When one thinks of comfort food, pasta or its many derivatives often comes to find. But a new study from the Harvard School of Public Health debunks the idea that pasta can make you feel better. In fact, it finds the exact opposite. Published in the journal "Brain, Behavior, and Immunity," the new study has some groundbreaking findings that suggest that certain foods can play a role in making you clinically depressed.
When headline grabbing studies like these are released, many point out sample size and study length as a loophole for how valid the findings are. But the researchers in the pasta and depression study spent 12 years tracking over 43,000 women and their diets. Not a single subject had depression at the beginning of the study, but by the end, the picture was much different. The findings were clear cut: Women who ate fatty red meat, consumed refined grains (translation: pasta, white bread, chips and crackers) and drank soda were 29 to 41 percent more likely to be diagnosed for or treated for depression than their counterparts. Additionally, the women who consumed the foods mentioned also had higher biomarkers for inflammation.
This study builds on findings reported earlier this year from scientists at the University of Eastern Finland, which suggest that a healthy diet reduces the risk of severe depression. "The study reinforces the hypothesis that a healthy diet has potential not only in the warding off of depression, but also in its prevention," said Anu Ruusunen, MSc, to Science Daily, adding that foods that are associated with lower risk of depression include: vegetables, fruits, berries, whole-grains, poultry, fish and low-fat cheese. Science Daily reported that a "high consumption of sausages, processed meats, sugar-containing desserts and snacks, sugary drinks, manufactured foods, French rolls and baked or processed potatoes was associated with an increased prevalence of elevated depressive symptoms."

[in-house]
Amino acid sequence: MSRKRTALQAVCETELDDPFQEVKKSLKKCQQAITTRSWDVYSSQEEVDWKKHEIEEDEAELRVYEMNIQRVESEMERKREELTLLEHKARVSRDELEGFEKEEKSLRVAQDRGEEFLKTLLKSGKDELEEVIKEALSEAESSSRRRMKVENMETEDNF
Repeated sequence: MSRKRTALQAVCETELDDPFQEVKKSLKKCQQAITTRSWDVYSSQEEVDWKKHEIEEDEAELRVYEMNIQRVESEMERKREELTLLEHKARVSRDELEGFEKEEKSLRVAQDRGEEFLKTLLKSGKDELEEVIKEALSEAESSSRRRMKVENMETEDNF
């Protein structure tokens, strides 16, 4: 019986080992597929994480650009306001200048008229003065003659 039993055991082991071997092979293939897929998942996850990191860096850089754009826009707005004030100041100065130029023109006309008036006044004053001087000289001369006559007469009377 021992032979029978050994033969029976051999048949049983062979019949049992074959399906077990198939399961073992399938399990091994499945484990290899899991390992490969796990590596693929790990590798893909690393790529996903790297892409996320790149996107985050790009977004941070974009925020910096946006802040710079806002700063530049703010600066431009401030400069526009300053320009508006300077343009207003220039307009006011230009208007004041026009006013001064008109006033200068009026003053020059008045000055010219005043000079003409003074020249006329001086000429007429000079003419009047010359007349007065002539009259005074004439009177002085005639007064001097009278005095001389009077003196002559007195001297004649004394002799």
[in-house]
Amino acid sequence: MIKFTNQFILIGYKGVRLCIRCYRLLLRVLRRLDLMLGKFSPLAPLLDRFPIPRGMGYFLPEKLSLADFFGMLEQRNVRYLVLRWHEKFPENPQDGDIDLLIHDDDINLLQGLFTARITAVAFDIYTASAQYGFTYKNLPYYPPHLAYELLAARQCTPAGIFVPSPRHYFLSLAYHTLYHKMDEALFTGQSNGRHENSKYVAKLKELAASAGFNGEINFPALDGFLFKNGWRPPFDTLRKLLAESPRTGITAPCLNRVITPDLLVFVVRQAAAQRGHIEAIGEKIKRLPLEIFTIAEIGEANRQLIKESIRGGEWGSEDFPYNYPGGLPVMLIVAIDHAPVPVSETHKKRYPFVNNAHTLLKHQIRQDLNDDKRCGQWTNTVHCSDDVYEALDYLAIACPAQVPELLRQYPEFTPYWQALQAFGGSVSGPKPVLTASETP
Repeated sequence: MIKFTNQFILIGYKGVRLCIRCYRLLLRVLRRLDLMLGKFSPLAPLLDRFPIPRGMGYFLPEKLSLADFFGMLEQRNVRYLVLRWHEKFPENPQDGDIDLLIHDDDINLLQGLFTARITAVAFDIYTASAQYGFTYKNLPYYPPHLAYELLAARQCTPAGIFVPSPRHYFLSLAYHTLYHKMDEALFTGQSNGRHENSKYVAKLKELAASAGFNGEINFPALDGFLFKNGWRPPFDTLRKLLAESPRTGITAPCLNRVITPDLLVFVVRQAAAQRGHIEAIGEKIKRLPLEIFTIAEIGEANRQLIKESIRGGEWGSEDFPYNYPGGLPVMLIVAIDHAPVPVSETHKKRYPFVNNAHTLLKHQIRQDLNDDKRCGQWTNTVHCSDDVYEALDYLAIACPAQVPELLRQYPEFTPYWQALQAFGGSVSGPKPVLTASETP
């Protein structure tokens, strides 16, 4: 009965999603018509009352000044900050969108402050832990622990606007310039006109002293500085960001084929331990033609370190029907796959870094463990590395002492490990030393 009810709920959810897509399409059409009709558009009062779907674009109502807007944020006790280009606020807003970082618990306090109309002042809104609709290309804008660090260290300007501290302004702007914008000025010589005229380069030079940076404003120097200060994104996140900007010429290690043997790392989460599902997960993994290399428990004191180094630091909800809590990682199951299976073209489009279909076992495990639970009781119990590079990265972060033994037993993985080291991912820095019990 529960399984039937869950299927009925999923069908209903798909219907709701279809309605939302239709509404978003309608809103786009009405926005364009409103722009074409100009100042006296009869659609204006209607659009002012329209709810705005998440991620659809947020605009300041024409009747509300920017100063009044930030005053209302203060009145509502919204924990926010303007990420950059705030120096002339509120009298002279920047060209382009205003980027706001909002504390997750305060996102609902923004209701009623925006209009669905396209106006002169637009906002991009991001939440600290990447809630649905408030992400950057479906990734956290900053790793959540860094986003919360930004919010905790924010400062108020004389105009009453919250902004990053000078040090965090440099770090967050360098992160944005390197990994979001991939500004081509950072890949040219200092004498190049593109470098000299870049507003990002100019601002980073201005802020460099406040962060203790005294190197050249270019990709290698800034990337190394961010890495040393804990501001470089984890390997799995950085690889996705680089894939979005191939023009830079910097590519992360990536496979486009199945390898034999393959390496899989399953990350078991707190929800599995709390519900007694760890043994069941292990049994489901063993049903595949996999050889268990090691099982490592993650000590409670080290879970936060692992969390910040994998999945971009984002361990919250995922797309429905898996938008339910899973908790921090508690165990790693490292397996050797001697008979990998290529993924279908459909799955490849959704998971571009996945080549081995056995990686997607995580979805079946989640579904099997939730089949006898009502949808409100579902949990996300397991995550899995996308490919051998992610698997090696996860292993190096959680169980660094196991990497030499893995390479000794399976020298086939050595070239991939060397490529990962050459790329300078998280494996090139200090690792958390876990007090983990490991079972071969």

This isn't the first time refined grains has come under heat, as a 2010 study found that those who ate few refined grains had lower body fat. The researchers at the Jean Mayer USDA Human Nutrition Researcher Center on Aging (USDA HNRCA) at Tufts University found that refined grain intake plays a role in how much fat tissue an individual has; specifically, visceral adipose tissue, which is responsible for triggering cardiovascular disease and type 2 diabetes. "VAT volume was approximately 10 percent lower in adults who reported eating three or more daily servings of whole grains and who limited their intake of refined grains to less than one serving per day," says first author Nicola McKeown, PhD, a scientist with the Nutritional Epidemiology Program at the USDA HNRCA, to Science Daily.